You don't sound bitter to me. I think your call on his manipulation and financial-stupidity is well deserved.

Jessi said...

Couldn't agree more. I know you don't want to see them homeless... you want to see them learn. There is a BIG difference. Good job standing your ground with the senior trip... hopefully she will learn better money management than her parents.

Stacy said...

Great post. My husband and I are some of those that made the "right" decisions. We only bought what we could afford and we don't have any credit card debt. I think it's disgusting that those who made really bad decisions and spent more than they could afford are getting a bail out. I say people should be held responsible for the decisions they make.

Anonymous said...

Hi Everyone,
I'm the original poster here, to add a bit of an update, then a few comments at the bottom:

Somehow, my Niece did get to go on her Senior trip, and this last weekend had a bang-up, catered graduation party for about 60 people. In about two weeks, she will be moving across two states to live with us for the summer - before attending a large state university about 90 minutes from our home in the fall. Since I wrote this note, I have shared the wisdom of a really good financial teacher with my brother. He seemed to listen for a few weeks, and then told me that he's decided just to run "everything up to the limit, then do the bankruptcy thing. That'll be easier." They lost the SUV in April. Their jet ski was taken back by the dealer at about the same time. (funny someone should mention one of those..) They still have the house - My SIL told me they were able to get some money from her family to pay enough to get an extension of some sort until October. The house is back on the market, and the market in their area is bouncing back - they are hopeful for a June or July sale. After that, they will still have a car to pay off and $68,000.00 worth of consumer debt. (no medical bills, or emergency bills - they aren't struggling with those - just consumer debt.)

In a phone call this last weekend My SIL told me my Niece would be arriving here on the train with almost no money - any cash she got for graduation went for the party - and she thanked me for finding her daughter a summer job. (fill in for maternity leave at the dental office where I work.) My Freaking Idiot of a Brother told me he bought her a Mac Book for graduation.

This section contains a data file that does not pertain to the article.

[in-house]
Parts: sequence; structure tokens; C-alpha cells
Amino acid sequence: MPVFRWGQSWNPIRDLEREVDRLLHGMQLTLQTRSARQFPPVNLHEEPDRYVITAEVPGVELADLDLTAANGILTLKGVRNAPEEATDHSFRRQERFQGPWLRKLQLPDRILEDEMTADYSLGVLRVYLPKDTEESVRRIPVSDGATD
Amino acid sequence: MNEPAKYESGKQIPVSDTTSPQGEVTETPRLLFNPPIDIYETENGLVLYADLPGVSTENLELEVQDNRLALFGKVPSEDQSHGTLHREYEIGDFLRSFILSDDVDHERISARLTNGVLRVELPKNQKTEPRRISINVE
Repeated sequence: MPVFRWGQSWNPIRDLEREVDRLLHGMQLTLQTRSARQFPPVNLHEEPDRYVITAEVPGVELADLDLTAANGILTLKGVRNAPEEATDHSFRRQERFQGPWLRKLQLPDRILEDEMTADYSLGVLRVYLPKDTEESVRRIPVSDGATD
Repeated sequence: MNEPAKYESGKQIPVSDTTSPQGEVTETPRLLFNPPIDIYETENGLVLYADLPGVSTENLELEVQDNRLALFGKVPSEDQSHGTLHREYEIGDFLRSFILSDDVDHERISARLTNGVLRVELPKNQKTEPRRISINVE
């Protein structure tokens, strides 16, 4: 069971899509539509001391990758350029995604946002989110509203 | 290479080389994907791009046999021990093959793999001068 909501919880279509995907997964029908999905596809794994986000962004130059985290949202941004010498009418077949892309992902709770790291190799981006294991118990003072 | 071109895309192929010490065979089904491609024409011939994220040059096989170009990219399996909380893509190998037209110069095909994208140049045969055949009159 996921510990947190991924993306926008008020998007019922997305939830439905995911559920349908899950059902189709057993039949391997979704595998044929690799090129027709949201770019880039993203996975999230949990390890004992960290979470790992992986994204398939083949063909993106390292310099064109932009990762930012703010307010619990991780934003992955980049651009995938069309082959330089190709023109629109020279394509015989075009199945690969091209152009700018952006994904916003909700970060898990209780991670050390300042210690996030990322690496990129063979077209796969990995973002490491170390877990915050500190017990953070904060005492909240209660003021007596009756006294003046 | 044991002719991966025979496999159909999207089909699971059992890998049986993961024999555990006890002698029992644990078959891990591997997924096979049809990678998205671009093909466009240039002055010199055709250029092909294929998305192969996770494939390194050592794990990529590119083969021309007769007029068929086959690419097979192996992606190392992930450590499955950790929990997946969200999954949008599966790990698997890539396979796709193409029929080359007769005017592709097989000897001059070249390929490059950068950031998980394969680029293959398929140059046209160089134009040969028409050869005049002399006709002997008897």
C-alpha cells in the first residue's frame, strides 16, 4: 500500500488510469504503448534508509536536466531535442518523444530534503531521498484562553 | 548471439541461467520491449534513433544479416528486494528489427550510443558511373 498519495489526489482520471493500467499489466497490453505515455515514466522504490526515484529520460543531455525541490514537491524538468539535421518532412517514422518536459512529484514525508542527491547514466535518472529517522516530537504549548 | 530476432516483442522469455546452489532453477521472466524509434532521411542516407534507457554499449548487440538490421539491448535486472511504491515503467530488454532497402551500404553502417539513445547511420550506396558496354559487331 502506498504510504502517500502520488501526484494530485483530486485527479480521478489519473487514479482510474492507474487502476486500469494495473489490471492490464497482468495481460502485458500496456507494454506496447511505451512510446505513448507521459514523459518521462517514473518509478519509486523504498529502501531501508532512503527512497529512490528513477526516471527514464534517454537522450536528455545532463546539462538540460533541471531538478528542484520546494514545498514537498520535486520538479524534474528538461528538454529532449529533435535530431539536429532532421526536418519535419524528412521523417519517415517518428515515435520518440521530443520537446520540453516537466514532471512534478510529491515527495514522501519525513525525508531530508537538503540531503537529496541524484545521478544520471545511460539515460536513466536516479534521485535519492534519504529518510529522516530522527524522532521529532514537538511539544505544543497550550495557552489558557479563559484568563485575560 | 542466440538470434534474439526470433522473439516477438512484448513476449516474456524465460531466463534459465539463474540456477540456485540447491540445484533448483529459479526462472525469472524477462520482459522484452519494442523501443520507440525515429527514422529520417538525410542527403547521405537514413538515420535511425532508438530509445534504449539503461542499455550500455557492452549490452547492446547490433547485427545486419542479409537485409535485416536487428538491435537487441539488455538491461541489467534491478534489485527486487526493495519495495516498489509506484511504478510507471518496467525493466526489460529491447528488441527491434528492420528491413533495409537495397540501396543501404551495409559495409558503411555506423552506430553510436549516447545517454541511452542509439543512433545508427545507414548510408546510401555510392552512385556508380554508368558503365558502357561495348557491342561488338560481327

I'm not as mad about this whole thing as I was when I wrote the original submission, a couple of months back - and I will admit it is a total rant! I realize that there are a lot of folks that are in a world of financial trouble that didn't come from their own actions. Expensive, bad, things happen - and we don't always have time or the foresight to be prepared.

This is not the case with this family: they just bought in to the stupid cr#p the media, banks, and all the asinine hubris that testosterone overload can supply a guy that wants everyone to know how successful he can appear to be. Now it's crashed down around them, and they want sympathy - oh, and a bail out. Call it 'bitter' if you want but that torques my tail.

Cheers to all the Basement folks, and may all your mail contain checks. :)

Anonymous said...

Why shouldn't the poster be bitter? If people have to suffer the consequences of their irresponsibility, we all feel for them. If they don't learn anything from the experience, it's hard to work up pity. On top of everything else, the money from the bailouts is coming from the people who are solvent and paying their taxes, not so much from the financially irresponsible people.

A senior trip is a luxury. If these people haven't learned that luxuries should be sacrificed by now, then they have a problem. Sending money would just be enabling them and teaching their daughter that irresponsibility is forgiven/rewarded by everyone.

Mary said...

Oh my God, I think we're related! My brother in law and sister in law are JUST LIKE THIS.. He lost his job two years ago, they stayed in their five bedroom house with a built in pool (they have ONE CHILD), they didn't cut back anywhere.. and heck, with the bailout money from my clueless mother in law they BOUGHT A BOAT. She continues to send money every time there's a new sob story.. and they continue to live the way they want to.. Maybe I am a little bitter, although I shouldn't be. We did things the right way, we saved, pay off our bills every month, and just do the best we can. Because we have money in the bank, we are looked at as heartless when we don't give them our hard earned money.

No thanks.

flutter said...

It is so tiresome to hear people judge those who have been responsible. This is the problem we face as people. We feel bad for those who have fucked up either by mistake or by irresponsibility, but feel no twinge of anything for the responsible people left holding the bag.

I am with you, poster. I don't think you're bitter and I don't think you'd be helping by becoming the bank of sister.

good on you.

ewe are here said...